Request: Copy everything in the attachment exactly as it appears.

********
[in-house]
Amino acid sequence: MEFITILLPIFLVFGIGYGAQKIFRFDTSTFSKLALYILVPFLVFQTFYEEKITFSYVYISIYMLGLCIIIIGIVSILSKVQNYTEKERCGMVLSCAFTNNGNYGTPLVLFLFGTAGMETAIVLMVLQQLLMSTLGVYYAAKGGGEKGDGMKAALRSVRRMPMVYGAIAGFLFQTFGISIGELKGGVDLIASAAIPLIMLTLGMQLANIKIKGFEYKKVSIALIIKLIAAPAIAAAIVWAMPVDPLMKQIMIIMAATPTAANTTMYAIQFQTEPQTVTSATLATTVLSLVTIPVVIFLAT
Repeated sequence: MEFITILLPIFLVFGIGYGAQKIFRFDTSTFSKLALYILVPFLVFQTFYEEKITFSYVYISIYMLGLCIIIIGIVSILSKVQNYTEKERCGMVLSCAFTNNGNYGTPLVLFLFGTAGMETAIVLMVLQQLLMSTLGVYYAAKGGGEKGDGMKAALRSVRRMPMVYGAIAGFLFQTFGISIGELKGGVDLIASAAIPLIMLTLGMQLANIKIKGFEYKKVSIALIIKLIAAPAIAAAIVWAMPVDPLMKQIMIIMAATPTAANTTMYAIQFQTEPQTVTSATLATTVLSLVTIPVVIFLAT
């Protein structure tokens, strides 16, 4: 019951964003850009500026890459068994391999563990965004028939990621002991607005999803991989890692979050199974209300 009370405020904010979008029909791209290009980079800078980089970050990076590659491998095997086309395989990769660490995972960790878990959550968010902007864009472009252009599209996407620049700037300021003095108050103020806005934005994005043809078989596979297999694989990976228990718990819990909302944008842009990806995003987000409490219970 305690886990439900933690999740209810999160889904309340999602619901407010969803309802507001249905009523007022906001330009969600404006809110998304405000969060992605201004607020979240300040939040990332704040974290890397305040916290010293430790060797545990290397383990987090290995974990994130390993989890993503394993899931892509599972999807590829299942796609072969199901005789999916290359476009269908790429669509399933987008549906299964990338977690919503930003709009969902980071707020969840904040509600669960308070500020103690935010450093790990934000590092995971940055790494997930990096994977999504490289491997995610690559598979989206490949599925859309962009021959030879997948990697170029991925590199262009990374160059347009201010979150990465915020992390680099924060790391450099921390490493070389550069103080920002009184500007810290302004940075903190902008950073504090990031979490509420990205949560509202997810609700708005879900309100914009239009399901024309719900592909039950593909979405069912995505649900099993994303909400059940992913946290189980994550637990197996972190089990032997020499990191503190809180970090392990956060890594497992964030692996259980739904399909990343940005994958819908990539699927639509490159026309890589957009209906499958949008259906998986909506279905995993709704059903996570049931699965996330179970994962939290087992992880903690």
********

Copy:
[in-house]
Amino acid sequence: MEFITILLPIFLVFGIGYGAQKIFRFDTSTFSKLALYILVPFLVFQTFYEEKITFSYVYISIYMLGLCIIIIGIVSILSKVQNYTEKERCGMVLSCAFTNNGNYGTPLVLFLFGTAGMETAIVLMVLQQLLMSTLGVYYAAKGGGEKGDGMKAALRSVRRMPMVYGAIAGFLFQTFGISIGELKGGVDLIASAAIPLIMLTLGMQLANIKIKGFEYKKVSIALIIKLIAAPAIAAAIVWAMPVDPLMKQIMIIMAATPTAANTTMYAIQFQTEPQTVTSATLATTVLSLVTIPVVIFLAT
Repeated sequence: MEFITILLPIFLVFGIGYGAQKIFRFDTSTFSKLALYILVPFLVFQTFYEEKITFSYVYISIYMLGLCIIIIGIVSILSKVQNYTEKERCGMVLSCAFTNNGNYGTPLVLFLFGTAGMETAIVLMVLQQLLMSTLGVYYAAKGGGEKGDGMKAALRSVRRMPMVYGAIAGFLFQTFGISIGELKGGVDLIASAAIPLIMLTLGMQLANIKIKGFEYKKVSIALIIKLIAAPAIAAAIVWAMPVDPLMKQIMIIMAATPTAANTTMYAIQFQTEPQTVTSATLATTVLSLVTIPVVIFLAT
């Protein structure tokens, strides 16, 4: 019951964003850009500026890459068994391999563990965004028939990621002991607005999803991989890692979050199974209300 009370405020904010979008029909791209290009980079800078980089970050990076590659491998095997086309395989990769660490995972960790878990959550968010902007864009472009252009599209996407620049700037300021003095108050103020806005934005994005043809078989596979297999694989990976228990718990819990909302944008842009990806995003987000409490219970 305690886990439900933690999740209810999160889904309340999602619901407010969803309802507001249905009523007022906001330009969600404006809110998304405000969060992605201004607020979240300040939040990332704040974290890397305040916290010293430790060797545990290397383990987090290995974990994130390993989890993503394993899931892509599972999807590829299942796609072969199901005789999916290359476009269908790429669509399933987008549906299964990338977690919503930003709009969902980071707020969840904040509600669960308070500020103690935010450093790990934000590092995971940055790494997930990096994977999504490289491997995610690559598979989206490949599925859309962009021959030879997948990697170029991925590199262009990374160059347009201010979150990465915020992390680099924060790391450099921390490493070389550069103080920002009184500007810290302004940075903190902008950073504090990031979490509420990205949560509202997810609700708005879900309100914009239009399901024309719900592909039950593909979405069912995505649900099993994303909400059940992913946290189980994550637990197996972190089990032997020499990191503190809180970090392990956060890594497992964030692996259980739904399909990343940005994958819908990539699927639509490159026309890589957009209906499958949008259906998986909506279905995993709704059903996570049931699965996330179970994962939290087992992880903690």